Ransomware: A growing business threat for organisations in the new normal

Advertisement
Ransomware: A growing business threat for organisations in the new normal
Canva
  • Ransomware breaches witnessed a 13% growth in a single year, according to 2022 DBIR.
Advertisement

  • The human element accounted for 82% of analysed breaches over the past year.
  • Hybrid work models and connected devices will further contribute to the problem
Ransomware has been the single largest security threat for organisations in recent years. From India’s SpiceJet to America’s biggest microchip company, Nvidia, ransomware has caused major business disruptions to businesses and governments in 2022 alone. Consider this – the average ransomware payment is about to touch $1 million soon.

Ransomware breaches witnessed a 13% growth in a single year – between November 2020 and October 2021 – representing a jump greater than the past 5 years combined, according to the Verizon Business 2022 Data Breach Investigations Report (2022 DBIR). The report states that ransomware has been particularly successful in exploiting and monetising illegal access to private information as compared to other forms of cyberattacks.

While the origin of ransomware dates back to the late 1980s, the method became hugely popular after the introduction of Bitcoin circa 2009. Over the years, ransomware has managed to become one of the toughest challenges for Chief Information Security Officers (CISOs).
Complimentary Tech Event
Discover the future of SaaS in India
The 6-part video series will capture the vision of Indian SaaS leaders and highlight the potential for the sector in the decades to come.25th Aug, 2022 Starts at 04:00 PM (40 mins)Register Now
Our Speakers
Dan Sheeran
Sandeep Gupta

Even with cybersecurity spending seeing a significant rise and organisations investing on sophisticated tools to combat threats, ransomware continues to be a challenge. The 2022 DBIR also highlights how threat actors successfully deliver attacks through some of the tried-and-tested methods like office docs and emails even in today’s time. About 40% of Ransomware incidents analysed in the report involved the use of Desktop-sharing software and 35% involved the use of email.

Underlining the importance of creating awareness about cyber-secure practices among all kinds of users, the report also found that “people” remain the weakest link in an organisation’s cybersecurity defence. The human element accounted for 82% of analysed breaches over the past year.
Advertisement


“As we continue to accelerate toward an increasingly digitized world, effective technological solutions, strong security frameworks and an increased focus on education will all play their part in ensuring that businesses remain secure and customers protected,” said Hans Vestberg, chairman and CEO, Verizon.

Interestingly, the Asia-Pacific (APAC) region reported a high number of social and hacking- related attacks but has a much lower number of ransomware cases than other areas. Ransomware was involved in 10% of the breaches in APAC as opposed to the overall dataset average of 25%. Education and healthcare sectors witnessed a rise in more impactful ransomware campaigns, according to the report.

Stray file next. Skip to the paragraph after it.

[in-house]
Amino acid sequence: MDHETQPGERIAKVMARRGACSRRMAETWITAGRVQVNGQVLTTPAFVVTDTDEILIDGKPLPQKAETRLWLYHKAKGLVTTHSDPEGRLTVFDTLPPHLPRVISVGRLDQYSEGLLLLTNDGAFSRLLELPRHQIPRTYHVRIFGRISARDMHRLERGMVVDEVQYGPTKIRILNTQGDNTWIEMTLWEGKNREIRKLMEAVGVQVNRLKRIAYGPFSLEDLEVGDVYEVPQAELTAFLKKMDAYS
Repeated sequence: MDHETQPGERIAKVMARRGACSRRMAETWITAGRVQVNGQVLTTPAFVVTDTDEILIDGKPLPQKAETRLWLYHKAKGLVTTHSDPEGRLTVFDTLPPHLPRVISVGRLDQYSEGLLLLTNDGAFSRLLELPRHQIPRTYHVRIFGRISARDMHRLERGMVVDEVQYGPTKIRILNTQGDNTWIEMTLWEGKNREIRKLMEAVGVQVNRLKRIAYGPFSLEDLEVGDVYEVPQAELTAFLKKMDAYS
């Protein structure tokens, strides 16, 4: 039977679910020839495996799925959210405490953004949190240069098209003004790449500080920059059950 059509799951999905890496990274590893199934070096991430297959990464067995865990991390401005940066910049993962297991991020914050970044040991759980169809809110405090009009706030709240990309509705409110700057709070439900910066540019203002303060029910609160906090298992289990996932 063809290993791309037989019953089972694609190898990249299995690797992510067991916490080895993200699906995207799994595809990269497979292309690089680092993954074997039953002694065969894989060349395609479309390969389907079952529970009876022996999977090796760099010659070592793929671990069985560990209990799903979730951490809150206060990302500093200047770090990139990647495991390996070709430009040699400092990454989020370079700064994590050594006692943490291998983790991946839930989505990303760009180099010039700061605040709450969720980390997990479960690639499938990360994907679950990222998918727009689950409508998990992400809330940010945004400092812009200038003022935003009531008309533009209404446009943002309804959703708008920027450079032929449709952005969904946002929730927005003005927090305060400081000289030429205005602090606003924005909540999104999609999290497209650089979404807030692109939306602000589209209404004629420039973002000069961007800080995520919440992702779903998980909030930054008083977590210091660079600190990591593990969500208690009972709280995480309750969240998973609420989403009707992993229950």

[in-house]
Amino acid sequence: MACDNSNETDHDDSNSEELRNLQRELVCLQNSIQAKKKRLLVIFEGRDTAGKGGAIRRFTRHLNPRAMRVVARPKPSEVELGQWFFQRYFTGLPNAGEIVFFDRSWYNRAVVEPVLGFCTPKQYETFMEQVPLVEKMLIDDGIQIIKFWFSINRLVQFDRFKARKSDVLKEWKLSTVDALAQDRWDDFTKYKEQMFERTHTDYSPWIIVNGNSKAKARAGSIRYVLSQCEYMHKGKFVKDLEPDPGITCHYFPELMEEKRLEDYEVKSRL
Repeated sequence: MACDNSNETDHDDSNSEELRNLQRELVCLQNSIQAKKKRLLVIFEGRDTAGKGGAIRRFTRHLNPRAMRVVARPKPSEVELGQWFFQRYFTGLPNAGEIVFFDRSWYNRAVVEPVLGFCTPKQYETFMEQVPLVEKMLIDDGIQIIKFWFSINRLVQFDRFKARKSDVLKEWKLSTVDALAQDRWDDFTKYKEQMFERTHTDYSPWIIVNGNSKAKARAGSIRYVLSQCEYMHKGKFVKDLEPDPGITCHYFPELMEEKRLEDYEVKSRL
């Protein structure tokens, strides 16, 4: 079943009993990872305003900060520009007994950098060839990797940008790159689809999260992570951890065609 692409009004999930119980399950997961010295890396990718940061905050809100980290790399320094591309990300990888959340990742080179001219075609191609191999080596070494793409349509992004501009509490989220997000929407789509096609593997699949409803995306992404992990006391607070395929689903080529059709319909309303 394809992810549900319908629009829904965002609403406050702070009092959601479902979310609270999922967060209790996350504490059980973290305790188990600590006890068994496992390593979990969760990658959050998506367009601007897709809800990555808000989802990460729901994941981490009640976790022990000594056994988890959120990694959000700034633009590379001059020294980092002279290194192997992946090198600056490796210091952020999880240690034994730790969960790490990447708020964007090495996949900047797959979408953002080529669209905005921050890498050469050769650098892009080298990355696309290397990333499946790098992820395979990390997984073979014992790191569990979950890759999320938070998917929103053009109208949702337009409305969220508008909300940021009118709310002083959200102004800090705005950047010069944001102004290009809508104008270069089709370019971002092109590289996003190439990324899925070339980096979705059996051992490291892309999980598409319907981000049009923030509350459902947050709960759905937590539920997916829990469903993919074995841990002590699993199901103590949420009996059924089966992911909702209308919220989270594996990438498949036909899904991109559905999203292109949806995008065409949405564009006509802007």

Cause for concern?

The realities of the new normal and the great surge in connected devices are all common factors that contribute to the volume and intensity of ransomware attacks. But more importantly, organisations must revisit and rethink their defence strategies and adapt more quickly.

“The continued explosion of connected devices and widespread digitization in multiple sectors has increased the likelihood of cyberattacks, especially ransomware. While the pandemic led to a rise in ransomware attacks, the inaction, or the delay in the implementation of technical and infrastructure changes in the new normal has made organisations more vulnerable. The emergence of Ransomware as a Service (RaaS) and the adoption of cryptocurrency could be a contributing factor as well,” says Anshuman Sharma, head-investigative response, APJ at Verizon.

Advertisement
Managing and blocking what Verizon calls the ‘four key paths’ - credentials, phishing, exploiting vulnerabilities and botnets can equip organisations to effectively handle the ransomware threat. In India, where more than 70% of the organisations reportedly faced ransomware attacks last year, the threat landscape will continue to remain complex.

“As a large section of India Inc across industries adopts a hybrid work model, new security challenges and complexities continue to emerge. It is imperative for organisations to know their blind spots and secure mobile devices as well as their overall cloud computing environment. India can be transformed into a digitally-empowered society and address the emerging challenges within the technology space if organisations invest more in security along with the Government’s robust cybersecurity strategy and approach,” sums up Verizon’s Sharma.

SEE ALSO :

5 reasons why the 4-day week won't work, according to an economic professor

Markets cheer RBI’s 50 basis point hike; bank stocks rally as margins may improve
{{}}